A study conducted by the non-governmental organisation People in Need, together with Millward Brown, gauging how Czech secondary school students view Czech society and the world around them, has produced some worrying results. Along with the ‘usual’ dissatisfaction over issues such as poor governance (highlighted in a previous study in 2009) the majority of 1,100 students queried now perceived the number one issue as problems with the Roma minority – citing an alleged unwillingness on their part to work or improve in their studies.
“The research was conducted under a project called ‘Who Else?’ and this project is a part of an educational programme called One World in Schools. The purpose of the project is to support young peoples’ involvement in civil society, to be more engaged, to be active citizens. The aim of the study was to learn about the attitudes and opinions of students at secondary school and how they perceive the current situation in society.”
Where do students perceive the greatest problem in society to be?
“The biggest perceived problem by those who took part are problems with the Roma minority, which differs from 2009 when the biggest problem was political representation. The result is really alarming; however, I can’t say it was altogether surprising. In a way, it only reflects opinions within broader society. If the poll had been conducted among adults and not students I am afraid the result might have been even worse. Among students it was 55 percent.”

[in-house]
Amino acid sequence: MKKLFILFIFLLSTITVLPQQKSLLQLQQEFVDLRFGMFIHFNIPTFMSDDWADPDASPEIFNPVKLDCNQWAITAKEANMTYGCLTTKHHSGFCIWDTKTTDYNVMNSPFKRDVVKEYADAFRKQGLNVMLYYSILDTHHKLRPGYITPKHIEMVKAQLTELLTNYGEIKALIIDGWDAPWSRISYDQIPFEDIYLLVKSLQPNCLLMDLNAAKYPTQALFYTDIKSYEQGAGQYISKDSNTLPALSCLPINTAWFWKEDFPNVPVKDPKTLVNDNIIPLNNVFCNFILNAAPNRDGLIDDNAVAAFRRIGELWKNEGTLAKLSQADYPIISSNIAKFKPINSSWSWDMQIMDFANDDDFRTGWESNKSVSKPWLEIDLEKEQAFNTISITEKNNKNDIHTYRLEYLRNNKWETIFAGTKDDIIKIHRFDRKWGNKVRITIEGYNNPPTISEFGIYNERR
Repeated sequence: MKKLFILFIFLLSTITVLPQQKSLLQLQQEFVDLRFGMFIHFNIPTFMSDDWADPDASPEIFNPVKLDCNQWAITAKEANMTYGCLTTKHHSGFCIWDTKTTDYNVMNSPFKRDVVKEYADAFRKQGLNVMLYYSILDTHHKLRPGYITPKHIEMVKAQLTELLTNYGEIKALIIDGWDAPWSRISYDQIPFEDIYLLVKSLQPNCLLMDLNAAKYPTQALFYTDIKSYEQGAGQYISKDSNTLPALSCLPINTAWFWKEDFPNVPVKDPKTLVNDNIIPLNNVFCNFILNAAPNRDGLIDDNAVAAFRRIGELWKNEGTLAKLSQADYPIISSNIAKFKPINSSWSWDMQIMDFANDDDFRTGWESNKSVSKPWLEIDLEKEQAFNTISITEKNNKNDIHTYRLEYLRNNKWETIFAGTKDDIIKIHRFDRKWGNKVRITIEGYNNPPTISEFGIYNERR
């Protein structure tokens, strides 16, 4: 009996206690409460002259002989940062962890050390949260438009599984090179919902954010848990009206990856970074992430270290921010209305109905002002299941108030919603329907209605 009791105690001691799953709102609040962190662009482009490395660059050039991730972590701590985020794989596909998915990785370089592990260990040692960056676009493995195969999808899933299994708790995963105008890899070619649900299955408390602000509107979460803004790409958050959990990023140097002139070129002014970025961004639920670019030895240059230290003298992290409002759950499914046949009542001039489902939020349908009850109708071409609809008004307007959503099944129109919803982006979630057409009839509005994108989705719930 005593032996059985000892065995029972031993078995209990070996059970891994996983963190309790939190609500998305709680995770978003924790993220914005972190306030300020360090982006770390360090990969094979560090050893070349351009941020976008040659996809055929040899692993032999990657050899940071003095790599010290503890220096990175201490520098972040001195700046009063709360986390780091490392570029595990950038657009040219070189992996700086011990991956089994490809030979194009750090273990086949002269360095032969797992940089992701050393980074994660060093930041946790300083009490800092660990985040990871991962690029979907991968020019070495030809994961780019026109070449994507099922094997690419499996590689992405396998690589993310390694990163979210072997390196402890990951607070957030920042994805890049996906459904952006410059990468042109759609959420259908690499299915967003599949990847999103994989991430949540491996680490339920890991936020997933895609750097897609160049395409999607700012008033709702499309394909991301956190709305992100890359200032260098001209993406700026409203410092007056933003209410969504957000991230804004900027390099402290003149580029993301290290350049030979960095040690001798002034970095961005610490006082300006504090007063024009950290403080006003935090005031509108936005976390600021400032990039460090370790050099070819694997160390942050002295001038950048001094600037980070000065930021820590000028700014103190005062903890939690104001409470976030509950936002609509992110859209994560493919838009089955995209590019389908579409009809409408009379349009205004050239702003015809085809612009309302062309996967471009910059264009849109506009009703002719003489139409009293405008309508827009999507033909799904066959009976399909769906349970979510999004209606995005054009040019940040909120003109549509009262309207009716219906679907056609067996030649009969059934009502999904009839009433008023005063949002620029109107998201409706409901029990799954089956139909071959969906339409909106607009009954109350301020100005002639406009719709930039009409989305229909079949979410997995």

What do you think serves as the basis for how many of the Czech students perceive Romany citizens? Do many even have any kind of personal experience, or is this more an irrational and emotional response?
“I think it is an emotional response. I can’t say all but I would say some who took part don’t have any direct experience with the Roma, yet held the same view. So I think that a lot has to do with how the minority is depcited in the media and I think this is also true for Czech society as a whole.”
“We all have a stake in this and I think that steps have to be taken but not only by NGOs but also, for example, by the Education Ministry. Teachers are in a good position to try and do something about this. Some comprehensive projects in Education are needed to try and solve the problem.”
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